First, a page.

November 21st, 2006

operesque

Are Wii all becoming Marie Antoinette?

In my new Wired News piece, Reality's for losers: Give me Wii, after feeding an air guitar t-shirt and two new gaming systems through a moral grid featuring "the 4 Es" (ethics, etiquette, environment, embodiment), I conclude that you can't really accuse these technologies -- which all use motion detection to make our gestures productive in a virtual world -- of leading people away from "reality", since so much of what we do now happens in virtual, electronic space anyway.



But I do end on a slightly sinister note, addressing a somewhat qualified banzai to the electronic shepherdesses we see in these Wii promo clips, then comparing them to Marie Antoinette (and no, I do not plan to see Sofia Coppola's film) and reminding the world of her fate.

In this metaphor, the virtual world maps to the Ancien Regime of pre-revolutionary French aristocrats, with their ultra-privileged pastimes and their high-Gini decadence. Could there be some Information Age version of the French Revolution coming, some kind of uprising on the other side of the "digital divide"? We're so deep in our "second lives" that it would undoubtedly impinge on our consciousness suddenly, catching us by surprise then leading us to a guillotine which isn't virtual in the least.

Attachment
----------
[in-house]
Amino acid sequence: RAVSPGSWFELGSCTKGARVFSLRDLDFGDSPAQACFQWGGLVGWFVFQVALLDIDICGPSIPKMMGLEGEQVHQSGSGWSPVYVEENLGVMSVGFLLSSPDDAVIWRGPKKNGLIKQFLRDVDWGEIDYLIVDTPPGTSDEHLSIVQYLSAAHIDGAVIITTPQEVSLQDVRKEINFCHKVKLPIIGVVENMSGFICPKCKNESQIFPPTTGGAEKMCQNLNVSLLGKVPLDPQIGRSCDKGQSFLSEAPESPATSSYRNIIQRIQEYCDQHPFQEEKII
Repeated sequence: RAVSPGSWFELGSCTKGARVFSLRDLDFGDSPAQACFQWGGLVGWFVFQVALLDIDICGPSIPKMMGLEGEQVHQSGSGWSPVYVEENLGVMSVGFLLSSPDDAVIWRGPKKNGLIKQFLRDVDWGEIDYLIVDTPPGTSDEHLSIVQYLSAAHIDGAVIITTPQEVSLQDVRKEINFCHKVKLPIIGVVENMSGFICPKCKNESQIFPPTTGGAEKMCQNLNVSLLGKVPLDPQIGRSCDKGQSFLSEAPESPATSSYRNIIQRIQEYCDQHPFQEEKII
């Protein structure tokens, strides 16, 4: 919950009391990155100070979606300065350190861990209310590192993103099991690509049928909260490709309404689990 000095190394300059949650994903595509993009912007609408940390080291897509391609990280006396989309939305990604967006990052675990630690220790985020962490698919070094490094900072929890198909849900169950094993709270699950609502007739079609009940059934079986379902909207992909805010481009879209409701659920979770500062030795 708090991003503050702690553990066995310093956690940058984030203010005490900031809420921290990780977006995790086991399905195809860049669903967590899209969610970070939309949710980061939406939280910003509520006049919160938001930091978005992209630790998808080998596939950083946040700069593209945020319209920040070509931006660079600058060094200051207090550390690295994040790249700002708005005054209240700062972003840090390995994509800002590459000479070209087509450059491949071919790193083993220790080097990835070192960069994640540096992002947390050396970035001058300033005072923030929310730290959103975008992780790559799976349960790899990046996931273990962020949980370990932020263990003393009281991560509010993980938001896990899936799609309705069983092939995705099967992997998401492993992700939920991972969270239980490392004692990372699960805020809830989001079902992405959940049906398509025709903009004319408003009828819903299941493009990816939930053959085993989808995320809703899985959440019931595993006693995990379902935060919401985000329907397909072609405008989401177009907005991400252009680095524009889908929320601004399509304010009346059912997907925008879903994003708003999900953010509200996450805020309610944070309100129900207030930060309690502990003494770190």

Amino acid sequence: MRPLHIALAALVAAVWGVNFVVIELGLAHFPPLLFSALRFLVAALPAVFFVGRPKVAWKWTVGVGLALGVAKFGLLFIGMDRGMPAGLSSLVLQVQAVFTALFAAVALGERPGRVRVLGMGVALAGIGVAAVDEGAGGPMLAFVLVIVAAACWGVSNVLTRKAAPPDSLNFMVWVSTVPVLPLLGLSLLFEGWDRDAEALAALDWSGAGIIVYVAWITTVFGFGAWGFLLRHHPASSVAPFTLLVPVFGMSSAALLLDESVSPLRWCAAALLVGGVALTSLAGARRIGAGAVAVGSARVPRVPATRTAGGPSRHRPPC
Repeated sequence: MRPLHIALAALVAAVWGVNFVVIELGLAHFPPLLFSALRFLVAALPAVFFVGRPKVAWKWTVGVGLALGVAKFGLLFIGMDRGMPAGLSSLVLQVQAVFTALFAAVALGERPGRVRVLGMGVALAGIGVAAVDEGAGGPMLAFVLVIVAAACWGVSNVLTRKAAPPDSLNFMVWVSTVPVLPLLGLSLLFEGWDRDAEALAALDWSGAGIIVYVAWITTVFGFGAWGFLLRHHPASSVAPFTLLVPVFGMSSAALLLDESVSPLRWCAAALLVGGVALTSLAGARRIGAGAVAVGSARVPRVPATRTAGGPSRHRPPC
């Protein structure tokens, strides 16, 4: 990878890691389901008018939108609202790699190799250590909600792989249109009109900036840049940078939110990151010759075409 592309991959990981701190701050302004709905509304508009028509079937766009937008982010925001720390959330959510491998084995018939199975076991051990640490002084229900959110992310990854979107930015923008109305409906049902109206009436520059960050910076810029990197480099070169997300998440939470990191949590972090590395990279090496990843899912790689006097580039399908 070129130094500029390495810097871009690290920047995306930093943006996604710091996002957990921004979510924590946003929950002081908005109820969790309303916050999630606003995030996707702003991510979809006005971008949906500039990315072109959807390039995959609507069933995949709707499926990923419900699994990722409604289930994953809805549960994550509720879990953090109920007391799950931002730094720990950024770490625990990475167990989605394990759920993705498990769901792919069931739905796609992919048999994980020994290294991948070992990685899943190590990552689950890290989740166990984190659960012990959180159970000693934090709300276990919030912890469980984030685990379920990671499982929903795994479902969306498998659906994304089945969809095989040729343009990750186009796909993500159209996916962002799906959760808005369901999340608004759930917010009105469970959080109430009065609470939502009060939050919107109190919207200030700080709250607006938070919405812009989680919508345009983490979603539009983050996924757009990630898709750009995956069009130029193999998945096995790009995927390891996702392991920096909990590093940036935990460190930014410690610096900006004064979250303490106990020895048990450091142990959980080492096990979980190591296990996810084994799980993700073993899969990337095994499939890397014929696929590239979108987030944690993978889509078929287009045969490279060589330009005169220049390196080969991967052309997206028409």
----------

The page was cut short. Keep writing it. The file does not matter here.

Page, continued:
Revolutionary scenarios like these may just be projections of liberal guilt, though. Virtual worlds are much more liable, as things stand now, to be attacked by their own users. Virtual world Second Life was hit, this weekend, by a malicious attack "which caused self-replicating golden rings to appear in the virtual world, and significantly slowed down the servers". It wasn't the first time. In 2004, one user created self-replicating zombie objects which swarmed avatars. Another punished an ex by creating robo-zombie touts who handed out virtual photos of him masturbating. "This is for revenge," read the accompanying note. "Please pass it on. Shouldn't piss off someone who has nude pics of you."

Another parallel with Marie Antoinette; the "shepherdess queen" was also humiliated by being forced to show herself naked to the crowd before being led up the steps to the guillotine.